Bruxism Treatment Options
For some patients, reducing their stress levels can provide sufficient relief from grinding and clenching.
Your dentist can examine your oral health and determine the optimal treatment plan for you. For some patients, reducing their stress levels can provide sufficient relief from grinding and clenching. However, in many cases, treatment is required.
Oral Appliance Therapy
There are a few ways to protect your teeth from the forces of grinding and clenching. Your dentist may recommend a custom night guard to wear while you sleep. This treatment is especially helpful if your bruxism symptoms mainly occur at night. In addition, splinting can redistribute the force of your bite by connecting multiple teeth together. Your dentist can place a temporary or permanent splint depending on your needs.
Orthodontics or Bite Adjustments
When your teeth do not fit together properly, you unconsciously adjust your bite throughout the day in an attempt to find a comfortable position. This process can cause you to grind or clench. If your symptoms are due to misalignment, orthodontic treatment or another form of bite adjustment can help reduce or eliminate bruxism.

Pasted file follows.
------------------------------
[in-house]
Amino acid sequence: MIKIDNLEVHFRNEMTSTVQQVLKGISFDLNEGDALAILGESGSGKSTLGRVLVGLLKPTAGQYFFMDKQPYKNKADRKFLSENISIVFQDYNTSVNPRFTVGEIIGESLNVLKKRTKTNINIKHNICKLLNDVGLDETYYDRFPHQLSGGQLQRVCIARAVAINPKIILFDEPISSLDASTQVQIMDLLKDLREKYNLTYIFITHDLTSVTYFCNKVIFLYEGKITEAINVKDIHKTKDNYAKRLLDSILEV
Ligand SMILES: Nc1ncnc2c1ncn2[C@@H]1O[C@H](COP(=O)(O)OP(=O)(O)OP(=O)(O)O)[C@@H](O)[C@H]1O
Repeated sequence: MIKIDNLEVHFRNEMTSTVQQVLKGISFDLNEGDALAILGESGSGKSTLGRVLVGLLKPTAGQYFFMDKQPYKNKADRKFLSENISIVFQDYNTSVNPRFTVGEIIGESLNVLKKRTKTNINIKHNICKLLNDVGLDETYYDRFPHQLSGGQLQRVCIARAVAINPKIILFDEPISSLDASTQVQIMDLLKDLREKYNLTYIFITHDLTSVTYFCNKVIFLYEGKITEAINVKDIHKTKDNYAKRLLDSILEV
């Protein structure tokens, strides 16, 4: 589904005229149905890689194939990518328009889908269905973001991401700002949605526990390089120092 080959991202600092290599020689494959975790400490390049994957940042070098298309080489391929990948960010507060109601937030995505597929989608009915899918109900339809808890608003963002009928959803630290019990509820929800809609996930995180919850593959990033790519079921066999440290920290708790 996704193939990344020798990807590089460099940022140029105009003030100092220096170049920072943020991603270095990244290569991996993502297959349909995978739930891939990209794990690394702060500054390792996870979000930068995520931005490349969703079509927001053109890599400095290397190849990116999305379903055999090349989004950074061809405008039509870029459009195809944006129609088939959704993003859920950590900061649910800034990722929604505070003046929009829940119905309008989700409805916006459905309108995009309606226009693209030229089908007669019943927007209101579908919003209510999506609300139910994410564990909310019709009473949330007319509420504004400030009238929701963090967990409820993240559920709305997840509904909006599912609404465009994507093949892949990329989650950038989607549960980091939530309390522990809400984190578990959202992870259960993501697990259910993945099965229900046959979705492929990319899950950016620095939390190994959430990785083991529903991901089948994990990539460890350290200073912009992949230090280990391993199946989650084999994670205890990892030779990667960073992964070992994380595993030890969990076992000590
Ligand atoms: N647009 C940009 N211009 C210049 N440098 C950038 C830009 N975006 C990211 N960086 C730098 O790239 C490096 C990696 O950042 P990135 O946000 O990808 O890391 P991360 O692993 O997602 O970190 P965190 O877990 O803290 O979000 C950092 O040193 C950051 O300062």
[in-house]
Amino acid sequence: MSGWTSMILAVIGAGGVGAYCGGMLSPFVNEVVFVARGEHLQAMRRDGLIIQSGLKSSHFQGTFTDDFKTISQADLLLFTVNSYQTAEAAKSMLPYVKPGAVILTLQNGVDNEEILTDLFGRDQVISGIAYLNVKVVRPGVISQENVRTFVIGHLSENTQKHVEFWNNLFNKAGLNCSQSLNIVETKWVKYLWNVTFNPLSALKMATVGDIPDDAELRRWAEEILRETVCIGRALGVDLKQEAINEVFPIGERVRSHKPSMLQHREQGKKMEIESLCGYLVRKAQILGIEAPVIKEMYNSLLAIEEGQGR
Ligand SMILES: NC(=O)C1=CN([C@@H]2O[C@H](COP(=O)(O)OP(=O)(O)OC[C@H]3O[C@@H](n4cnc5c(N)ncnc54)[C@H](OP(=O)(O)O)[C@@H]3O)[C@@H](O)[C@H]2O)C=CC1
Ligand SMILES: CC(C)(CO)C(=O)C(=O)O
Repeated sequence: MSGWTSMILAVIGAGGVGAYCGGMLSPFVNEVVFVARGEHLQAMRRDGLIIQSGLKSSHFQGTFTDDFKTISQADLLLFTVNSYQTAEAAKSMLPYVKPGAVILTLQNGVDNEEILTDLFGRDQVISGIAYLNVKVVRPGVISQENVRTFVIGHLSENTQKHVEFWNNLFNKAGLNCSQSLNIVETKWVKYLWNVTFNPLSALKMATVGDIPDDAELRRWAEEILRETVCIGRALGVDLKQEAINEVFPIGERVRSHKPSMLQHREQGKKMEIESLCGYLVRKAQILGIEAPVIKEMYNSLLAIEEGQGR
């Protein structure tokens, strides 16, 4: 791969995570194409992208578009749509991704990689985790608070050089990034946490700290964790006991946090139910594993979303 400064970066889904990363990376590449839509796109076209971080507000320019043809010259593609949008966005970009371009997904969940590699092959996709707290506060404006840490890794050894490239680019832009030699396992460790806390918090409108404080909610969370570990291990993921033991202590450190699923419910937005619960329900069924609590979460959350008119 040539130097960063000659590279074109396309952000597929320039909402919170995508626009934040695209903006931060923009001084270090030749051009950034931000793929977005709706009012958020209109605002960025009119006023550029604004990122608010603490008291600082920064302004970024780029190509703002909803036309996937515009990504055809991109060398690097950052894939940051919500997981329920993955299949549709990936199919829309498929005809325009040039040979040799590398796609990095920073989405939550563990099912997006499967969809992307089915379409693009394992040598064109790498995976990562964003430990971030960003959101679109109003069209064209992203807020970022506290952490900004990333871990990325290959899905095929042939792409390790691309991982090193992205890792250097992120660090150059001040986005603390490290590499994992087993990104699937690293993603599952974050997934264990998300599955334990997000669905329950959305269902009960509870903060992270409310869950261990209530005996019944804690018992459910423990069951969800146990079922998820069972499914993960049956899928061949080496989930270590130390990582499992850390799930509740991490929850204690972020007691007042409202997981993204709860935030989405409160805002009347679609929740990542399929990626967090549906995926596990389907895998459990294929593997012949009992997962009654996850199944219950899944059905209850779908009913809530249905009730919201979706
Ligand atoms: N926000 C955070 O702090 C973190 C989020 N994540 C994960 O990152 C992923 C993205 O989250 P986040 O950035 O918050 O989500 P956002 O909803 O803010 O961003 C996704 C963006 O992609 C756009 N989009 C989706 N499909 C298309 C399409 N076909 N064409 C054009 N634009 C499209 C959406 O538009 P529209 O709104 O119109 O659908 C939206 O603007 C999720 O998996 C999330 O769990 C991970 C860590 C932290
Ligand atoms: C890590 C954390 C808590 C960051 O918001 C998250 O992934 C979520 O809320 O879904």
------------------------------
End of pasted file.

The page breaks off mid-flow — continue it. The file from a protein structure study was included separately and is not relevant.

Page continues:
If your bruxism does not respond to other treatments, your dentist may recommend you take a muscle relaxant before bed. Additionally, if your clenching or grinding is related to anxiety, your doctor may prescribe a medication to relieve stress. Bruxism is also a side effect of certain medications. Switching to a different prescription may alleviate your issues.
There is some evidence to suggest that injection of BOTOX, a form of botulinum toxin, can help patients with severe bruxism that does not respond to other treatments. Since BOTOX limits muscle movement, it may be able to help reduce your symptoms. BOTOX injections are a temporary solution for bruxism and will require ongoing treatment.
Treating Underlying Conditions
Bruxism caused by another medical condition, such as sleep apnea or GERD, may resolve by simply treating the underlying condition. Be sure to provide your dentist with your full medical history so they can identify possible causes of your clenching or grinding.